Lots of things have editors… newspapers, books, movies… but did you know that your garden might need an edit from time to time, too? We all get busy, but if you let your garden go without regular maintenance, it can take some serious sweat to restore it to order—and the longer you go without caring for your garden, the bigger the chore it will be to fix.
This may seem like common sense, but you’d be surprised how many home gardeners still use regular pruning and trimming to try and rein in their overgrown landscape. An unruly garden is just like any other problem; it cannot be solved with any efficiency without first identifying the exact problem. You have to make an honest assessment of the current state of your landscape, identify what’s valuable and worth keeping, and what needs to go. This can be a tough process, especially if you personally placed each of these plants that now has become overgrown. Your gardening professionals in Kingsport at Promier Landscapes are here to help.
Follow these tips for guidance when deciding how to “edit” your overgrown garden:
Look at the big picture
All of the elements of your landscape should work in harmony. There should be layers, from the grass and short shrubs to the tallest trees on your property. Remember, each plant that makes up your landscape is a living thing. It grows, changes, moves and reacts to other plants and changes in the weather and surrounding environment. How do these plants affect one another? Which plants are making an impact, and which plants are reacting to those impacts?
Decide which plants can stay and which need to go
This can be a very difficult position. Longtime gardeners form emotional attachments to their plants, especially trees or any that were planted for a special reason. To get an overgrown landscape under control, however, tough decisions have to be made. Two determining factors that can make the process easier: which plants need the most maintenance, and which plants have the most emotional value. If a plant or tree requires major regular care, but you love it, then it may be worth keeping to you. Once you’ve made that decision, clear out the plants surrounding it to give it room to grow.
Plant more perennials
Perennials are more durable, and not just because they come back every year. Most perennials can be dug up and transplanted and thrive in their new locations. That said, avoid moving any single plant too frequently, as this can shock the plant into death. Instead, give perennials at least a few years to settle into their new locale.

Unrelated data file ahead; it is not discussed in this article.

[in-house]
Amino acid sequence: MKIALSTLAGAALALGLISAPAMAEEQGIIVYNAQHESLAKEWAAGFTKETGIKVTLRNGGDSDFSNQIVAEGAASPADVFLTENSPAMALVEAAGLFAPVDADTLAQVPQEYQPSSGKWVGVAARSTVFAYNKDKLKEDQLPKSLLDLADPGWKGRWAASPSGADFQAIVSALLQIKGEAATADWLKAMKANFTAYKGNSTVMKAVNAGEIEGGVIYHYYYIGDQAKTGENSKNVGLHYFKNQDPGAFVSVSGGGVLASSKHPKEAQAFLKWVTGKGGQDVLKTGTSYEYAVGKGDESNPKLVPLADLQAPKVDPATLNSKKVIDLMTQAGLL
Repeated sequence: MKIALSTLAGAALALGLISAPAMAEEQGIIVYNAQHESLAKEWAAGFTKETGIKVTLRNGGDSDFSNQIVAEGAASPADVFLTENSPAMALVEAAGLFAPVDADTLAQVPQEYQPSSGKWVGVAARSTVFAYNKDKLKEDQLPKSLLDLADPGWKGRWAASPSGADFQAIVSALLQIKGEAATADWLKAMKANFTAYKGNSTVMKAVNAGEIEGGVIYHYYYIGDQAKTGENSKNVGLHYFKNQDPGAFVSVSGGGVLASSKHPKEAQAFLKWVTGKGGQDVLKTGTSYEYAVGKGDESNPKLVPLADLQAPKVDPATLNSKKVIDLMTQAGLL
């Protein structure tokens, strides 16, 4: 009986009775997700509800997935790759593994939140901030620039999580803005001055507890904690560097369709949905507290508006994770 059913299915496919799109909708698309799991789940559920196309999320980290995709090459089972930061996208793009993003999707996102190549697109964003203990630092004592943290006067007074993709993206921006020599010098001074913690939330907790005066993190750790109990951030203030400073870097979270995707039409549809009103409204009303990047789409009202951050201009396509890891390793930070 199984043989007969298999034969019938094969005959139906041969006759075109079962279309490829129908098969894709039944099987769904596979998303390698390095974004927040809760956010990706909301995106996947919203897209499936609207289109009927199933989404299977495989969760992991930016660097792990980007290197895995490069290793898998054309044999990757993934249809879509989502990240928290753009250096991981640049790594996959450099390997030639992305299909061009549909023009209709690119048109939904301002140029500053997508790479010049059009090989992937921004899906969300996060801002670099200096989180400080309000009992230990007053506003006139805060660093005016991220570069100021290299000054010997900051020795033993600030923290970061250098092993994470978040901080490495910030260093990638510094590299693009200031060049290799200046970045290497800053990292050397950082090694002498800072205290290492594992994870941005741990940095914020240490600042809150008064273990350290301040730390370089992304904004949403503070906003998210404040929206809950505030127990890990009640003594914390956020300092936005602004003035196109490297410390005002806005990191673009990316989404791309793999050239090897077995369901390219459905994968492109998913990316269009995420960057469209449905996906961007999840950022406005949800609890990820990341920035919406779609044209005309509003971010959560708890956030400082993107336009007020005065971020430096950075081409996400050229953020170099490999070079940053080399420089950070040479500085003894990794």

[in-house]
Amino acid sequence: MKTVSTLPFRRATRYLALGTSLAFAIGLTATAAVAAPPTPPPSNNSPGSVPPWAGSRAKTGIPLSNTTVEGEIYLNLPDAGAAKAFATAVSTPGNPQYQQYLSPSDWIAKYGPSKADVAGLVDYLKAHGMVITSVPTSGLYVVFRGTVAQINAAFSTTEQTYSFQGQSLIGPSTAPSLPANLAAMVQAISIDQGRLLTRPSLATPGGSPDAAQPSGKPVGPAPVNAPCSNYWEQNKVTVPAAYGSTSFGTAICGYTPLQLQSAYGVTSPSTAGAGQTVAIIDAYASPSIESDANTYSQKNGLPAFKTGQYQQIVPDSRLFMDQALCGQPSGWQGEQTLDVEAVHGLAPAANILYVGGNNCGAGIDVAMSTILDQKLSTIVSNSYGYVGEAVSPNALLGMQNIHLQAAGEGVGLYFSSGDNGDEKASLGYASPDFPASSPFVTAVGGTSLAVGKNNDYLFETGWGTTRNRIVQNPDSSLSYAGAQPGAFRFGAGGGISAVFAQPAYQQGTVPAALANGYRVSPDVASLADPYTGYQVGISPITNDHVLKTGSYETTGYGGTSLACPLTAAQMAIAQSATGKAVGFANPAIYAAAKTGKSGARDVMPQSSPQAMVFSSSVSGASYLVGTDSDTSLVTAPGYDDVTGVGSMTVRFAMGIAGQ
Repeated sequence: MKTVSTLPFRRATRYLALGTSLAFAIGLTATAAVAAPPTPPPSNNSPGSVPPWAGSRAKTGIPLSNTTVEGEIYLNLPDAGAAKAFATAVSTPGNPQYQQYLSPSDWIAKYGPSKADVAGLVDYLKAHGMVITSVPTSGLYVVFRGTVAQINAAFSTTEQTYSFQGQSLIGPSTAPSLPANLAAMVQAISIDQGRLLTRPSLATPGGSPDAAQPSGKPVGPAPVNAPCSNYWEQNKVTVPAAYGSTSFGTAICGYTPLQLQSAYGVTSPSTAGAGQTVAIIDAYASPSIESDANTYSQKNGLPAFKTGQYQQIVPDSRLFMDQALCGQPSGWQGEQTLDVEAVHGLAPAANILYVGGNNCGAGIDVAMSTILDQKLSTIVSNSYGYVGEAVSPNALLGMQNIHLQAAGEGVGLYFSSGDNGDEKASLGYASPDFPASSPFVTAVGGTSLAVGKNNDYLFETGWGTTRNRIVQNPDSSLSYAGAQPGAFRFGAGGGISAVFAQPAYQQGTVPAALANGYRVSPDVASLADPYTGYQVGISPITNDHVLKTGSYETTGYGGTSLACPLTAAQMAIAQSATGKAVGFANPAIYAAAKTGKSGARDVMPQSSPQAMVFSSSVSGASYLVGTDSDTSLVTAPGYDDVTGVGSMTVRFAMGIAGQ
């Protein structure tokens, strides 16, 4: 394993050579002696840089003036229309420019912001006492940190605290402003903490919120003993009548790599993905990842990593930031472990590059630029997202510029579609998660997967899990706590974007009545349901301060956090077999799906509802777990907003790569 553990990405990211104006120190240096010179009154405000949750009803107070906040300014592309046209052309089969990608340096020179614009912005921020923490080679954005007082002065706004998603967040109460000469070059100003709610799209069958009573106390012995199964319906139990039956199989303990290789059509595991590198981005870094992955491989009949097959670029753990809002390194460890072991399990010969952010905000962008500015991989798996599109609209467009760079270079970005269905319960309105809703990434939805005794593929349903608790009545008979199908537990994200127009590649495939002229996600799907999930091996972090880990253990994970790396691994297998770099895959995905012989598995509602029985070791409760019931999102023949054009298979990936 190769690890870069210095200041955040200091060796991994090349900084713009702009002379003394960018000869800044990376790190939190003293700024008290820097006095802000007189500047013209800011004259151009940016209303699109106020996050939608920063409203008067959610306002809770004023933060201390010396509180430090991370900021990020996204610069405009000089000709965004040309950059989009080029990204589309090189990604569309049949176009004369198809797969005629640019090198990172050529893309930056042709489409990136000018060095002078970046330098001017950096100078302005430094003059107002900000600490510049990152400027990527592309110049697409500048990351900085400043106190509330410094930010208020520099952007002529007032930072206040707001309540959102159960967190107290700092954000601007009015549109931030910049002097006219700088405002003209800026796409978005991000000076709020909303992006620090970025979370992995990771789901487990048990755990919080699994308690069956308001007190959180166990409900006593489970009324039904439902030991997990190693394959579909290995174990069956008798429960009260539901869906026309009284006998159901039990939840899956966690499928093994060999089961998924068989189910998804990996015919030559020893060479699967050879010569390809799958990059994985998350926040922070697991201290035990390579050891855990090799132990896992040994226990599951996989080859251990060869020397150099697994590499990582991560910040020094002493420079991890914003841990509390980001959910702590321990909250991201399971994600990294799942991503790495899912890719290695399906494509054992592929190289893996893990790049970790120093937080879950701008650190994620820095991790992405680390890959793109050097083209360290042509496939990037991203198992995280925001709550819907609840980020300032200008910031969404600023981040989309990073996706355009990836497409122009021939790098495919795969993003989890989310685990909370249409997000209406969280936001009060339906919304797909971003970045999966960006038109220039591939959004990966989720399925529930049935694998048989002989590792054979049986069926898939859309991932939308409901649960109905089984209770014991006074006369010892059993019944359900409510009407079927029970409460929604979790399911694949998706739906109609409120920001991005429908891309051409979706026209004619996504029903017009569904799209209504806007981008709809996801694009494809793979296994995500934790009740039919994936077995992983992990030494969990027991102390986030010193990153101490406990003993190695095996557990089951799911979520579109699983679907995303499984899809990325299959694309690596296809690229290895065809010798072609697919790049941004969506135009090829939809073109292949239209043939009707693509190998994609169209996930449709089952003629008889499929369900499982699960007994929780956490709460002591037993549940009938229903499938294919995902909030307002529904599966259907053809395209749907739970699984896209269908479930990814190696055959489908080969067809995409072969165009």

It’s all about timing
Know the climate in your area, and when are the best times of year to transplant plants. This depends largely on the climate where you are living. In East Tennessee, late fall like November can be the ideal time to transplant larger plants like trees and shrubs, when they are heading toward a dormant state for the winter. Make sure you have a plan before transplanting anything; know where the plant is going ahead of time, and have a plan in place to take care of it that should include frequent watering. Once it comes time to do the work, get your plant dug up, transplanted, and settled in its new location as quickly as possible.
Not sure how to “edit” your garden? Ask the pros
Making an accurate edit of your landscape requires having knowledge of plants. Do you know which plants should be transplanted in the fall, and which in the spring? Do you know which species of plants don’t respond well, in general, to being moved? Your revision of your garden has a much greater chance of success if you have as much knowledge as possible at your disposal.
The professional landscapers in Kingsport at Promier Landscapes have experience working with all kinds of plants in the area of Kingsport, Johnson City, and Bristol in Tennessee. They can use their expertise to give your landscape that needed “edit.” Ready to find out more? Just contact our office at (423) 246-7977 to receive an on-site consultation today.